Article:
Sunday, February 21, 2010

Do You Know What I'm Going to Do Next Saturday? (1963, Helen Palmer)

From 1963, here's an I-Can-Read-It-All-By-Myself Beginner Book, Do You Know What I'm Going To Do Next Saturday?, by Helen Palmer (wife of Dr. Seuss himself, Theodor Giesel. She also authored the popular A Fish Out of Water.)

Unlike A Fish Out of Water (and most books that bore the famous Cat-In-The-Hat imprint), the text of ...Next Saturday is embellished not with illustrations but with black and white photographs.

On the surface, ...Next Saturday is an imaginative boy's fantasy of all the exciting things he wants to do and see when the weekend finally arrives, unencumbered by the dull limitations of reality.

But some people see in ...Next Saturday another message entirely, a window into the psyche of a lonely and disturbed little boy, whose boastful plans mask his true intention of taking his own life.

Yes, some see in ...Next Saturday a child broadcasting his plan to commit suicide.

...Next Saturday opens with the boy (unnamed in the book, but I'll refer to him by the model's name, Rawli Davis) warning a playmate (who is much too young to be in Rawli's peer group...a red flag for any child psychologist) that he plans to do something "big" this Saturday. Is this a last, awkward attempt to reach out for help?

He'll start by eating a lifetime's worth of breakfasts in one sitting.

This is followed by visions of grandeur. On Saturday, the world will finally know he's special and important.

Rawli will then indulge in the kinds of pleasures his limited experience of the world affords... unlimited rounds of bowling and water skiing.

At this point things start to take a turn for the weird. Rawli next fantasizes about forcing his "friend" Sam on some kind of endurance march into the wilderness from which only Rawli will return (Sam being, no doubt, a close friend who failed Rawli in some way at his most desperate hour, and must now pay).

I'll make him take a walk.
I'll make Sam walk
about a hundred miles.
After a walk like that,
I'll have to eat a little something.
Sam won't keep going,
but I want to keep going.
Feelings of persecution and low self-esteem surface, with Rawli claiming the adults will try to foil his plans, then toss him in a trash can... ...dirty garbage boy!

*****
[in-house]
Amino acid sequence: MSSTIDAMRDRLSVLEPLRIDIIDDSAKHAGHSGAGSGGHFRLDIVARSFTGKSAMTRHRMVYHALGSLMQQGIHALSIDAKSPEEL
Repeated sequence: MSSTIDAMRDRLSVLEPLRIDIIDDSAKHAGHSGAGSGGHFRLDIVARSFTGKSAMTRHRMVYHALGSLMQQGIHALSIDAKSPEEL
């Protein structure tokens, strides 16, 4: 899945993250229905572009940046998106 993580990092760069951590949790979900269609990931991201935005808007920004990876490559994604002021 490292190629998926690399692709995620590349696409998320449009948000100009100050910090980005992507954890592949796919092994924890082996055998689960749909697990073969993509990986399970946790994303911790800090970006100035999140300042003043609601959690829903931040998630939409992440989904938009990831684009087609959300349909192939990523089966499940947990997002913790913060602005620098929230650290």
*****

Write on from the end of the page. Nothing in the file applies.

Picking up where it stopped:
They will try to stop me.
They may catch me.
They may take me away
in a big tin can.
They may dump me over a wall.
But I'll pop up again.
No, those authoritarian figures who fail to recognize Rawli's humanity won't stop him from executing his final act.

It's not hard to see why the book stirred controversy when it was first published and was ultimately banned.

Or was it? The only reference to the alleged suicidal subtext of ...Next Saturday and its subsequent banning is this page on Snopes.com that thoroughly debunks it as an urban legend fueled by a single Web page.

So is there really something strange going on under the surface of ...Next Saturday? Other than cultural shifts in what activities are considered appropriate for young children, and modern sensitivities towards certain figures of speech, the answer is NO.

The gun-handling, you see, is occurring on the shooting range of a U.S. Marines training depot that Rawli is visiting, supervised by uniformed adult soldiers.

And the phrase "I'll blow my head off" refers to the child blowing a tuba to the point of exasperation.

But I must admit, once the idea has been planted in your head that this innocent book is some kind of children's suicide manifesto, it is a little creepy...

In Memorium
Rawli Davis
1952-1963
(not really)

3 comments:

senski said...

I'm deriving an unusual amount of pleasure imagining this as a Book-On-Tape narrated by Orson Welles.

Brother Bill said...

Senski,

It would have that vaguely disturbing "Silent Snow, Secret Snow" vibe... nice.

prof. grewbeard said...

now i have to have a copy, thanx a lot! i'll put my own suicide note in it and make the evening news(just kidding, ha ha)...